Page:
Corporate Banner
Satellite Banner
Pharma Outsourcing
Scientific Community
 
Become a Member | Sign in
Home>News>This Article
  News
Return

Sangamo and City of Hope Granted Strategic Partnership Award from CIRM

Published: Saturday, May 31, 2014
Last Updated: Saturday, May 31, 2014
Bookmark and Share
First clinical application of genome editing technology in hematopoietic stem/progenitor cells.

Sangamo BioSciences, Inc. has announced that the California Institute for Regenerative Medicine (CIRM) has granted a $5.6 million Strategic Partnership Award to fund clinical studies at City of Hope to develop a potentially curative ZFP Therapeutic for HIV/AIDS based on the application of Sangamo's zinc finger nuclease (ZFN) genome-editing technology in hematopoietic stem/progenitor cells (HSPCs).

"Sangamo's powerful and precise ZFN-mediated genome editing technology allows us to modify a patient's own stem cells and perform 'autologous' transplants, with the potential to replicate the functional cure obtained for the 'Berlin Patient' in any HIV-infected individual," said John A. Zaia, M.D., Professor & Chair, Department of Virology, Beckman Research Institute of City of Hope and a member of the clinical team that will be conducting the pilot clinical trial of this ZFP Therapeutic. "We are very pleased to be working with Sangamo to test this important immunologic approach in the clinic."

The four-year grant provides matching funds to support evaluation of Sangamo's stem cell-based ZFP Therapeutic in HIV-infected individuals in a clinical trial conducted at City of Hope. The grant application entitled, "A Phase 1, Open-Label Study to Assess the Safety, Feasibility and Engraftment of Zinc Finger Nucleases (ZFN) CCR5-Modified Autologous CD34+ Hematopoietic Stem/Progenitor Cells (SB-728mR-HSPC) with Escalating Doses of Busulfan in HIV-1 (R5) Infected Subjects with Suboptimal CD4 Levels on cART" tied for the highest scientific score and was one of two applications recommended for funding in this round of CIRM's Strategic Partnership Awards.

CCR5 encodes a critical co-receptor for HIV infection of immune cells. A naturally occurring mutation of the CCR5 gene, CCR5 delta-32, results in the loss of expression of the CCR5 protein on the surface of immune cells. Individuals who carry the CCR5 delta-32 mutation on both copies of their CCR5 gene (CCR5 delta-32 homozygotes) are not susceptible to the most common strain of HIV.

One HIV-infected individual, known as the 'Berlin Patient,' underwent stem cell transplantation with HSPCs from a CCR5 delta-32 homozygote achieving what is considered to be a "functional cure" of his HIV and enabling him to remain off antiretroviral medication for more than six years. As stem cell transplantation is limited by the availability of HLA-matched, homozygous CCR5 delta-32 donors, Sangamo's approach is designed to make HIV-infected individuals their own donor using ZFN technology to disrupt the CCR5 gene in their HSPCs.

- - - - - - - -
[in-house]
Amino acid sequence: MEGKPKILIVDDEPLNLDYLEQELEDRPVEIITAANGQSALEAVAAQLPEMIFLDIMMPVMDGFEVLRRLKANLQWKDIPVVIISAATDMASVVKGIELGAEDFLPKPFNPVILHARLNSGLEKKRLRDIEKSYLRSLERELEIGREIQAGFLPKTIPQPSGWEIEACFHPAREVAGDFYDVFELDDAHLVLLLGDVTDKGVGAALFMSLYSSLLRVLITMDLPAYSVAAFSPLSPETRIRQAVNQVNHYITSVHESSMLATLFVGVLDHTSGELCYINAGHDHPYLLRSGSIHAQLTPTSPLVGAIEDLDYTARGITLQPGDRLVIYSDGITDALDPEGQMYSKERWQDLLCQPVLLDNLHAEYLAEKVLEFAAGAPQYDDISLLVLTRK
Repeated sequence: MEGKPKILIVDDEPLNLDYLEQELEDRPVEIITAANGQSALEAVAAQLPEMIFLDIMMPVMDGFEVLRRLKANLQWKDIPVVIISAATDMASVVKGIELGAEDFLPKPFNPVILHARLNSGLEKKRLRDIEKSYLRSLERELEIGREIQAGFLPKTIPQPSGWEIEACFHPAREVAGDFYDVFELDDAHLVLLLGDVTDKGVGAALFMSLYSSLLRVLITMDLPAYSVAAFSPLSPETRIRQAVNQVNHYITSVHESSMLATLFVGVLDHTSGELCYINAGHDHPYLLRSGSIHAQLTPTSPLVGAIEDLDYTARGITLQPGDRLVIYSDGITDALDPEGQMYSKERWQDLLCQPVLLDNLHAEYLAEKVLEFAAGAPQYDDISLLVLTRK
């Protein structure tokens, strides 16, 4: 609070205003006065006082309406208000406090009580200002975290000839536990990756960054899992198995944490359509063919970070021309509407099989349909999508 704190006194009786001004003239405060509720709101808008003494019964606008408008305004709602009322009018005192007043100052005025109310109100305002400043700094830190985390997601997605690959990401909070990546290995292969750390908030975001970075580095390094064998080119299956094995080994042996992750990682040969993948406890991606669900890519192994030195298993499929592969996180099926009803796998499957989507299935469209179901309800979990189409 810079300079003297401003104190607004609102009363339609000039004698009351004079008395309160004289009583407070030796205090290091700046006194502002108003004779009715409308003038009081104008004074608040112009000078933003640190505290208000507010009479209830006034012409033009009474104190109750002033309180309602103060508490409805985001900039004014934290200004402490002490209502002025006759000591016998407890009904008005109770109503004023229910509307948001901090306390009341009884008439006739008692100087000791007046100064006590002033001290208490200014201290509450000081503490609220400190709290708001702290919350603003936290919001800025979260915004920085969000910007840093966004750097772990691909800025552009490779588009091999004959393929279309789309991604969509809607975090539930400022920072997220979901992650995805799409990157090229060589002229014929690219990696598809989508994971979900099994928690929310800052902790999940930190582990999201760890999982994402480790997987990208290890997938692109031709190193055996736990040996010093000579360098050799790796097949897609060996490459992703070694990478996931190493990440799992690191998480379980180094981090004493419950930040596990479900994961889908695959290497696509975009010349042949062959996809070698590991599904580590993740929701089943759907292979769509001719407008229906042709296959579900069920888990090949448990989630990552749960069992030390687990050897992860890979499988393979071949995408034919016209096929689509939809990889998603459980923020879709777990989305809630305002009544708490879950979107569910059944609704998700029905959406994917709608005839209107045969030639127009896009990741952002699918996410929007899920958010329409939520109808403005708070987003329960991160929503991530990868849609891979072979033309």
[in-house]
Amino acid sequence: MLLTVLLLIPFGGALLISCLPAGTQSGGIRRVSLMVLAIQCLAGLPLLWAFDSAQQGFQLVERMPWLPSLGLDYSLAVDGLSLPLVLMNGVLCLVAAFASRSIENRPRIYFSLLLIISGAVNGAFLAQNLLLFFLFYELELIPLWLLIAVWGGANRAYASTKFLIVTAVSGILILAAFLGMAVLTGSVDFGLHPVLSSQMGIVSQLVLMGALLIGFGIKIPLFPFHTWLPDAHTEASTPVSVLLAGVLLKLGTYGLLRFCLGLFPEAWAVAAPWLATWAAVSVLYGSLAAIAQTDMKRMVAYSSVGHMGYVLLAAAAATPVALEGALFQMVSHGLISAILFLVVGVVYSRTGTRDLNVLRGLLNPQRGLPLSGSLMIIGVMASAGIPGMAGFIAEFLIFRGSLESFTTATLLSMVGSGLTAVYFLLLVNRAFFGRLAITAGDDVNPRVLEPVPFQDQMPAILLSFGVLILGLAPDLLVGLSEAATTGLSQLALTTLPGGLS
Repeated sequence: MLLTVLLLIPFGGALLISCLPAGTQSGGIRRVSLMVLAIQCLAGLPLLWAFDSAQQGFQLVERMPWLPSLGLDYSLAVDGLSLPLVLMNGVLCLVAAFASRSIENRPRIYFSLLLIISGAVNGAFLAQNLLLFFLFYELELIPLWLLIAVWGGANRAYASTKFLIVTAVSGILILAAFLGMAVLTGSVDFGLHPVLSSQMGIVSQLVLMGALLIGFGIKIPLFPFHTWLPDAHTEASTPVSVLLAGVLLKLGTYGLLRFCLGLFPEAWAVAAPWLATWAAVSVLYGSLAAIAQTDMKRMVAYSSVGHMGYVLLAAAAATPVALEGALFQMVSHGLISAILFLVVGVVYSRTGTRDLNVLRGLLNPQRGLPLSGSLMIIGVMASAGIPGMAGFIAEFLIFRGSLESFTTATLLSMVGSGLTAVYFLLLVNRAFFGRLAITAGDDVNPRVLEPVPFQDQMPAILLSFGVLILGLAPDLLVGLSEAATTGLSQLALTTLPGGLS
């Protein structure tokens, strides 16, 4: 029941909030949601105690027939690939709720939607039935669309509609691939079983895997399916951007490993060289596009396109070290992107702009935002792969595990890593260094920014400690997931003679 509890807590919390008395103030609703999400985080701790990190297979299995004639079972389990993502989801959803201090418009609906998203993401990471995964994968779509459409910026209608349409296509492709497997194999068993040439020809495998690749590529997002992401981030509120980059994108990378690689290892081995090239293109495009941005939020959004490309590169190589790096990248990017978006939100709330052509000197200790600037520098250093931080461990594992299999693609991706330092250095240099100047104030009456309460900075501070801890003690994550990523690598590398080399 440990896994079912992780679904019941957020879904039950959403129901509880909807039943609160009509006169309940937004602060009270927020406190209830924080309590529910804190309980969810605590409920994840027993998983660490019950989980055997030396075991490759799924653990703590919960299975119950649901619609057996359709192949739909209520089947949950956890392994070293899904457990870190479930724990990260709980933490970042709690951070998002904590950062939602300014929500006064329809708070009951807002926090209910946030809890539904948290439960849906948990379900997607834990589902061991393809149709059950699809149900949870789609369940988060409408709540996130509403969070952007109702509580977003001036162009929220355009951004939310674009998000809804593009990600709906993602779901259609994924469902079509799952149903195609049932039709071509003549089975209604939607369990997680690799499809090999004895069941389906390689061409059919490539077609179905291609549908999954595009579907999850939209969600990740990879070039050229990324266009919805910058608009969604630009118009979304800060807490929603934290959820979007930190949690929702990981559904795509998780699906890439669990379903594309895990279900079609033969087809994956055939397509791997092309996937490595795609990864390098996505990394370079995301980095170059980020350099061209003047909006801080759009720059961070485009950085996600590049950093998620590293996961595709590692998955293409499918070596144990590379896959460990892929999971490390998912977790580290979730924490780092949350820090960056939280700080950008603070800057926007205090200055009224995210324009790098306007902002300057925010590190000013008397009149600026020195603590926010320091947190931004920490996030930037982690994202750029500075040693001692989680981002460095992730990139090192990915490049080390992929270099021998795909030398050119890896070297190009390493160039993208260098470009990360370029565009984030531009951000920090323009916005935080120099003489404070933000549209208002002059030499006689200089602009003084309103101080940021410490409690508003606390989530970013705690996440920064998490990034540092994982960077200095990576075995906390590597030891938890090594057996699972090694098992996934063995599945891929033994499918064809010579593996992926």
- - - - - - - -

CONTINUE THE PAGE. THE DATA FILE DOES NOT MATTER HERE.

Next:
Sangamo's ZFN-mediated genome-editing technology has already been successfully applied to the generation of CCR5-modified autologous CD4 T-cells (SB-728-T), a program which is currently in a Phase 2 clinical trial in HIV-1 infected subjects. A number of clinical studies, in more than 70 subjects, have demonstrated that SB-728-T treatment is generally safe and well-tolerated. Of importance to the HSPC approach, the ZFN-modified CCR5-edited T-cells engraft, persist over time, and traffic throughout the body, including sites such as the gut-associated lymphoid tissue, that house the viral reservoir.

The reservoir is a "store" of the virus that cannot be diminished by treatment with antiretroviral medications. In contrast, clinical data support the erosion of this reservoir in SB-728-T-treated subjects over time. Immunologic analyses have also provided insight into baseline immunologic parameters that are required for the successful engraftment of SB-728-T, and include the inflammatory status of the HIV-infected individual.

Treatment for HIV-1 infection with ART results in diminished HIV-1 replication and increased CD4 cell counts. However, CD4 cell counts fail to recover in approximately 20% HIV-1 infected patients, despite optimal treatment and completely suppressed viral replication and these individuals, known as immunologic non-responders (INR), are at significant risk from progressive AIDS-related syndromes.

The suboptimal immune reconstitution in INR patients is thought to be influenced by several factors, including previous therapeutic failure, duration of anti-retroviral therapy, low CD4 counts at the initiation of ART, and persistent chronic immune activation, or inflammation, which makes them poor candidates for good SB-728-T engraftment. SB-728mR-HSPC is being developed as a new therapeutic strategy for this INR population.